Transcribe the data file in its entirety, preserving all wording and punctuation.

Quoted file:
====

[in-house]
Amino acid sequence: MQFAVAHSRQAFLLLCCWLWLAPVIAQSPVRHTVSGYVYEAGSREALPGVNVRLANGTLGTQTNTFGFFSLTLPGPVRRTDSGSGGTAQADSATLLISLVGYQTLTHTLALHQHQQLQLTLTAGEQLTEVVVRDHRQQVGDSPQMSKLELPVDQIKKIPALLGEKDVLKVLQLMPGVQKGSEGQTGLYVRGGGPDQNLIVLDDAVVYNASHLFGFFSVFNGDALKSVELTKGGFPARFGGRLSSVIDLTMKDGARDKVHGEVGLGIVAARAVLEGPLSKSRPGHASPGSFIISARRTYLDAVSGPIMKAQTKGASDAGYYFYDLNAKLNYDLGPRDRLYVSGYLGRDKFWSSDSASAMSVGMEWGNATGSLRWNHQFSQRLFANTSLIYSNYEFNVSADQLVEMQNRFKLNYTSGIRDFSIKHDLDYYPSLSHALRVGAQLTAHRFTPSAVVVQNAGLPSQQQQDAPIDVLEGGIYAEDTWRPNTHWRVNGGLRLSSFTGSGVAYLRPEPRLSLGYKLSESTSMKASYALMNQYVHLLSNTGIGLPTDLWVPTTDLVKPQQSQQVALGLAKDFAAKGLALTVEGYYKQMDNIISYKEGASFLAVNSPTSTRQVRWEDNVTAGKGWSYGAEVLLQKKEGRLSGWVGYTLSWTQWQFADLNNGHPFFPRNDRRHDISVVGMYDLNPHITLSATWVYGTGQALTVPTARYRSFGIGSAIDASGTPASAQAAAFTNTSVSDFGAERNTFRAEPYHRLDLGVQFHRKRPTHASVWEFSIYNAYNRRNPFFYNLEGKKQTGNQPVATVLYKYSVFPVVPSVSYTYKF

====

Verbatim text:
[in-house]
Amino acid sequence: MQFAVAHSRQAFLLLCCWLWLAPVIAQSPVRHTVSGYVYEAGSREALPGVNVRLANGTLGTQTNTFGFFSLTLPGPVRRTDSGSGGTAQADSATLLISLVGYQTLTHTLALHQHQQLQLTLTAGEQLTEVVVRDHRQQVGDSPQMSKLELPVDQIKKIPALLGEKDVLKVLQLMPGVQKGSEGQTGLYVRGGGPDQNLIVLDDAVVYNASHLFGFFSVFNGDALKSVELTKGGFPARFGGRLSSVIDLTMKDGARDKVHGEVGLGIVAARAVLEGPLSKSRPGHASPGSFIISARRTYLDAVSGPIMKAQTKGASDAGYYFYDLNAKLNYDLGPRDRLYVSGYLGRDKFWSSDSASAMSVGMEWGNATGSLRWNHQFSQRLFANTSLIYSNYEFNVSADQLVEMQNRFKLNYTSGIRDFSIKHDLDYYPSLSHALRVGAQLTAHRFTPSAVVVQNAGLPSQQQQDAPIDVLEGGIYAEDTWRPNTHWRVNGGLRLSSFTGSGVAYLRPEPRLSLGYKLSESTSMKASYALMNQYVHLLSNTGIGLPTDLWVPTTDLVKPQQSQQVALGLAKDFAAKGLALTVEGYYKQMDNIISYKEGASFLAVNSPTSTRQVRWEDNVTAGKGWSYGAEVLLQKKEGRLSGWVGYTLSWTQWQFADLNNGHPFFPRNDRRHDISVVGMYDLNPHITLSATWVYGTGQALTVPTARYRSFGIGSAIDASGTPASAQAAAFTNTSVSDFGAERNTFRAEPYHRLDLGVQFHRKRPTHASVWEFSIYNAYNRRNPFFYNLEGKKQTGNQPVATVLYKYSVFPVVPSVSYTYKF